Transport CommitteeWritten evidence from the Caravan Club

Introduction

1. This submission is made on behalf of The Caravan Club. The Club represents the interests of around one million caravanners, motor caravanners and trailer tent users, who collectively own 600,000+ cars and 90,000 motorhomes. While closely aligned with the representation made by the Parliamentary Advisory Committee on Transport Safety (PACTS), this submission is intended to emphasise issues of particular focus for our membership.

Is the Government right not to set road safety targets and is the outcomes framework appropriate?

2. As outlined effectively in the PACTS submission, Britain has a lengthy track record of target-based progress towards improvements in road safety. The effectiveness of these strategies, and by implications therefore, the effectiveness of target setting as a means of defining goals and measuring performance is clear. A shift from target-led to outcome-led strategy is likely to be seen by many as little more than a change in semantics, and must be done with care to ensure that established good processes are not sacrificed. What really matters, however, is that the right targets or the right outcomes are defined, rather than the language used to describe them. Perhaps the best option would be to have a mixture of targets and outcomes?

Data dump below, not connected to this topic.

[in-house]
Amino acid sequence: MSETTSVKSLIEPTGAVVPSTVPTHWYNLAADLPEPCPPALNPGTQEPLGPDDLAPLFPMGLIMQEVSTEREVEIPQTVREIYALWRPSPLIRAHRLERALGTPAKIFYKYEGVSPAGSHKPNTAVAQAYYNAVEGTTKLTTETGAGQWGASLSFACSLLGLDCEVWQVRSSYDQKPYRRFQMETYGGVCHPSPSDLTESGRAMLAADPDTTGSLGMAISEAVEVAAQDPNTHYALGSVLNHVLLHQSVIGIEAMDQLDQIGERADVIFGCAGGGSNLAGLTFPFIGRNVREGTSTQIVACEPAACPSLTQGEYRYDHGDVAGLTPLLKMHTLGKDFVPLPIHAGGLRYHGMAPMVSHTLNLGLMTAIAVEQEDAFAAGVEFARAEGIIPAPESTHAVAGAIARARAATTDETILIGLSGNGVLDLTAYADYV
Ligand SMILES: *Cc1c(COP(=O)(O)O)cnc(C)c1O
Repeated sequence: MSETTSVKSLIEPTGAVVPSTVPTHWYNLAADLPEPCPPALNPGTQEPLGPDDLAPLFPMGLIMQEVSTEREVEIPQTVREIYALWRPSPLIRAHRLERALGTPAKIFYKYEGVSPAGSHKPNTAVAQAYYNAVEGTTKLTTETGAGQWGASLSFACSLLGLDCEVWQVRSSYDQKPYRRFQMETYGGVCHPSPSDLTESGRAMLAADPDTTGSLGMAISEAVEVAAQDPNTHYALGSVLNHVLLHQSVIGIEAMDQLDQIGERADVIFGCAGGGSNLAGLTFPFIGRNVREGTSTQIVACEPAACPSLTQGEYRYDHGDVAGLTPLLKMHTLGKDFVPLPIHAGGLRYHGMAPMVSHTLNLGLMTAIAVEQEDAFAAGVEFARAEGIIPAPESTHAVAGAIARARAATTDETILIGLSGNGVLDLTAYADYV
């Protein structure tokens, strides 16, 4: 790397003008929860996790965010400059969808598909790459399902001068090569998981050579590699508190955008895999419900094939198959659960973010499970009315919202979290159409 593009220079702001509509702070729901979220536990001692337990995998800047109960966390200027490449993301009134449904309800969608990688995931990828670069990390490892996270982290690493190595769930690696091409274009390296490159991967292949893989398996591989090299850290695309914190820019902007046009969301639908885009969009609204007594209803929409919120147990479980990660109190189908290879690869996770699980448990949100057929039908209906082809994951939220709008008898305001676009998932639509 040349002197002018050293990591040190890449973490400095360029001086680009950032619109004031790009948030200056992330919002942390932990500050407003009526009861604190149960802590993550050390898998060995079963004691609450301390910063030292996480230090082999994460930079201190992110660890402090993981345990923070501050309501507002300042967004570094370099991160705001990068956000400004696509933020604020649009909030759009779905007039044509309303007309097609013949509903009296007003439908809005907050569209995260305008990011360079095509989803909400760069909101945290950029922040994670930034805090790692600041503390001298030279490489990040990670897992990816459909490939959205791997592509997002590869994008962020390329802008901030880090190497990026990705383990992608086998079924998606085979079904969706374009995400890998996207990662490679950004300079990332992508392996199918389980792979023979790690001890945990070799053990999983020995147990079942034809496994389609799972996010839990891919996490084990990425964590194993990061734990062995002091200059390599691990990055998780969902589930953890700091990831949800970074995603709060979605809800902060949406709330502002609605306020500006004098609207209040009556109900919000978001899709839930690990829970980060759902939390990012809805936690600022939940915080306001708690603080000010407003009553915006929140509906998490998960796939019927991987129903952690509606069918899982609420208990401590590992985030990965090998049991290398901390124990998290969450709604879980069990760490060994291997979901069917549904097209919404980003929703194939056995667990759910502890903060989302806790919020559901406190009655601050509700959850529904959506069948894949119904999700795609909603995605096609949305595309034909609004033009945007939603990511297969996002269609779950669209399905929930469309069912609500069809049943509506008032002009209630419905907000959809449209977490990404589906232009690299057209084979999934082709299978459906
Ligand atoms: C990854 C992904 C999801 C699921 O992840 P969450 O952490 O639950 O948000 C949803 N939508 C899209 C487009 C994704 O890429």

3. We would back the PACTS submission statement that urges the Committee to recommend to the government a re-think on the issue of target-setting given the overwhelming evidence that targets work in this area.

4. As far as the outcomes framework itself is concerned, while this contains many effective indicators, it neglects some of the performance measurement targets which help monitor changes to the underlying network performance, and thus enable progress towards the headline outcomes to be understood and controlled through effective project definition and implementation. Additional indicators in the area of vehicle safety would be particularly desirable (eg indication of casualty statistics in relation to EuroNCAP ratings, or the fitment of specific safety technologies). This would help encourage the take-up of such vehicles where technologies are not yet mandated, and further would enable those like The Club who have a powerful role in influencing the section of vehicles by our members to relate vehicle choices directly to casualty risk reduction.

How will the decentralisation of funding to local authorities work in practice and contribute towards the fulfilling of the Government’s vision?